Image: ShutterstockWell, as best-selling author and motivational speaker Simon Sinek first proposed, simple human touch can have a massive impact on the way we value and view others. All human interaction and emotion can be broken down into a simple chain of chemical reactions in the brain. We call these four chemicals: endorphins, dopamine, serotonin and oxytocin. So what happens when you embrace another human being with a six-second hug? Science can help shine a light. Endorphins are our body’s “feel-good” chemicals, released from the pituitary gland, which induce feelings of pleasure and euphoria. Dopamine, on the other hand, motivates us towards an end goal and increases when we accomplish certain tasks. Serotonin is responsible for surging feelings of happiness and elation, while oxytocin is a powerful hormone that plays a huge role in human bonding, and is released, for example, when we kiss or hug another person. So, as we approach the six-second mark of a hug, the human brain begins to release enhanced levels of serotonin and oxytocin, which promotes bonding and boosts your mood. This physical connection literally forces the body to feel better; the longer the hug, the higher the level of chemical release. In fact, the six-second hug has gained notable exposure and publicity around the globe. It’s been proven to help repair failing marriages, and even change the criminal behaviour of inmates in prisons. Yet, throughout the decades, the hug has yet to break down the stiff, archaic codes of office interaction. That is – until now.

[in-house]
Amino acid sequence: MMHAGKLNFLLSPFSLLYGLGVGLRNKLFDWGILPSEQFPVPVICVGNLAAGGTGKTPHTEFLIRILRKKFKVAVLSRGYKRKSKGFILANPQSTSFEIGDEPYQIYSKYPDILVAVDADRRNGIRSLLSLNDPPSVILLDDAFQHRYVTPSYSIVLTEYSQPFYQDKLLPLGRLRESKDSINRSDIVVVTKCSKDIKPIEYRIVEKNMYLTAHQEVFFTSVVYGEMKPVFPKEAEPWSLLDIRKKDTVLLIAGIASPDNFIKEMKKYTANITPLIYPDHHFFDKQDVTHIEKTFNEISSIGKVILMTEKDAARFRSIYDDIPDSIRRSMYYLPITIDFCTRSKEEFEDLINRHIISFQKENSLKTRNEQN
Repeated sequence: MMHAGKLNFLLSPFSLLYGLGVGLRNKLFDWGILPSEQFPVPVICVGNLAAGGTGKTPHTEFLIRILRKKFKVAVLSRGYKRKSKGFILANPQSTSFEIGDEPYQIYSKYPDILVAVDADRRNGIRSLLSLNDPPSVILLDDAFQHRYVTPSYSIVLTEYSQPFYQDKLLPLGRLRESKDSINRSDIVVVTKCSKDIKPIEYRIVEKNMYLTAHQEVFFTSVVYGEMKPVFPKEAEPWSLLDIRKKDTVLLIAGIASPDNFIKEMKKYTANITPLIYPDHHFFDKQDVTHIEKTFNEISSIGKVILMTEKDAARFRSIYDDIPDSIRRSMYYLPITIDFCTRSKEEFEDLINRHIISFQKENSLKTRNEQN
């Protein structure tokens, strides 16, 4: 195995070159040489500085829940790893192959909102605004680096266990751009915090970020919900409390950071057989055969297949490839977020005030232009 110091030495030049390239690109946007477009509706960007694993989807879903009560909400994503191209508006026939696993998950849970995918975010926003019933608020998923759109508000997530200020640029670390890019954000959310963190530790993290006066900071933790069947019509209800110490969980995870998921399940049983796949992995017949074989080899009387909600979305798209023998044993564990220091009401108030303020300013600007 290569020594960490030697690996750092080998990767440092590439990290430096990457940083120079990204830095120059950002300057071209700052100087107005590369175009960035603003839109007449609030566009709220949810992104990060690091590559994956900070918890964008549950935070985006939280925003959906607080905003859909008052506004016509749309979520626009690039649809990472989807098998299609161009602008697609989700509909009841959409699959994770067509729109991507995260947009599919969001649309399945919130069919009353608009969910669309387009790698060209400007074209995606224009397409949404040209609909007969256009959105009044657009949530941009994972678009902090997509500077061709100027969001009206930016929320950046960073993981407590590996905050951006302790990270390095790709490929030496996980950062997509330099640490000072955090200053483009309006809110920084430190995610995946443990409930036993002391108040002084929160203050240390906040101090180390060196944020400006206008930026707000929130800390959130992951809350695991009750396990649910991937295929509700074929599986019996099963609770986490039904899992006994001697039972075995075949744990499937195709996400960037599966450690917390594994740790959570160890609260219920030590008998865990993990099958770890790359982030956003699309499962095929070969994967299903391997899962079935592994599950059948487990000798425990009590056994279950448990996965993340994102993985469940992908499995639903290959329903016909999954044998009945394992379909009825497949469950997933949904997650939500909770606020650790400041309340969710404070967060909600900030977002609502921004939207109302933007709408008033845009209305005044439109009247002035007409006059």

Image: Shutterstock Breaking down the barriers – physically Let’s wind the clock back to October 2015, when my business partner and I found ourselves socialising at LinkedIn’s annual Talent Connect conference in Anaheim, California, an exciting venue for some of the world’s most electrifying and inspiring business minds. For a few years leading up to the event, we had attempted to break down the barriers of “professional” business etiquette by hugging others – clients, colleagues and prospective contacts at various events. At the Hubspot Inbound conference in 2014, for example, the six-second hug allowed us to meet some amazing contacts, most notably our now good friends (and Hubspot experts) Rachael O’Higgins and Kieran Flanagan. The Talent Connect conference at Anaheim, however, stood as the perfect opportunity to conduct a large-scale social experiment based on Sinek’s theory. Would the science of the six-second hug really ring true at such a massive event? As we peered out the window of our plane at 38,000 feet, hurtling towards our destination at great speeds, we were excited at the prospect of what lay ahead. We figured that the six-second hug would definitely serve as a unique and quirky ice-breaker, but would strangers be receptive to a six-second hug during a professional business function? These questions and doubts hung heavy in the air. Hugging gets a hashtag The day came and we arrived at the event bright and early. As we meandered our way through the passing crowds, like the twist of a river bending its way across the landscape, we greeted each new contact with outstretched arms. Some laughed, some stood in shock and others grinned, but everyone felt a connection. Before long, we began to see pangs of disappointment on the faces of even the biggest men if we didn’t include them in a hug. It seemed the science was working to a tee. Soon word began to spread among the throngs of people, and as we made contact after contact, we started to notice a tangible difference in the level of our connections and the depth of our conversations. Twitter lit up with “#ssh”, an acronym for the six second hug, and a symbol for our quirky way to build meaningful relationships.